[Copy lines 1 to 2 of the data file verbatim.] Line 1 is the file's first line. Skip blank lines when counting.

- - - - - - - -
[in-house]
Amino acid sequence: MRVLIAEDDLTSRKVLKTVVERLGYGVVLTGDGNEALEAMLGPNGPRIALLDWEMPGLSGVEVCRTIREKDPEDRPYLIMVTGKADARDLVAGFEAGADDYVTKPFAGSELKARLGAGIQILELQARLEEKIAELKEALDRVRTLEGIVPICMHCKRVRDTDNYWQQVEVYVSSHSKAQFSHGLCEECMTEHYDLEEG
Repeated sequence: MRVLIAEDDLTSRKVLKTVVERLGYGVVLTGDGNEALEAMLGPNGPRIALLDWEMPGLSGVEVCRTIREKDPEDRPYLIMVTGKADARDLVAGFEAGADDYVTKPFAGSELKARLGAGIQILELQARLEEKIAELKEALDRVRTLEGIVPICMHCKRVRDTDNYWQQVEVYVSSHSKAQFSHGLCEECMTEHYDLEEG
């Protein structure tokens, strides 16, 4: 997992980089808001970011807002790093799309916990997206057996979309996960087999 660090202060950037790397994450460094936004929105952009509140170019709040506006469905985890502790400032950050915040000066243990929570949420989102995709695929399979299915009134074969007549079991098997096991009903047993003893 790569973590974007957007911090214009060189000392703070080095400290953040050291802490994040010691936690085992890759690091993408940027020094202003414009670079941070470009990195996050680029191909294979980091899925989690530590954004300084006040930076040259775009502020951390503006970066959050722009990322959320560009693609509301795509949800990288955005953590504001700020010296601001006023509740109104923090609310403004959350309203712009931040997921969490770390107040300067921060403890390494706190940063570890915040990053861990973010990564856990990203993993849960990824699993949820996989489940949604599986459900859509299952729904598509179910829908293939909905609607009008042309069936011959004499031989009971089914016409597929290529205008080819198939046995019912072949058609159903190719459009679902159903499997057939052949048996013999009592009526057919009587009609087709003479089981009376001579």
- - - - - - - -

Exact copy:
[in-house]
Amino acid sequence: MRVLIAEDDLTSRKVLKTVVERLGYGVVLTGDGNEALEAMLGPNGPRIALLDWEMPGLSGVEVCRTIREKDPEDRPYLIMVTGKADARDLVAGFEAGADDYVTKPFAGSELKARLGAGIQILELQARLEEKIAELKEALDRVRTLEGIVPICMHCKRVRDTDNYWQQVEVYVSSHSKAQFSHGLCEECMTEHYDLEEG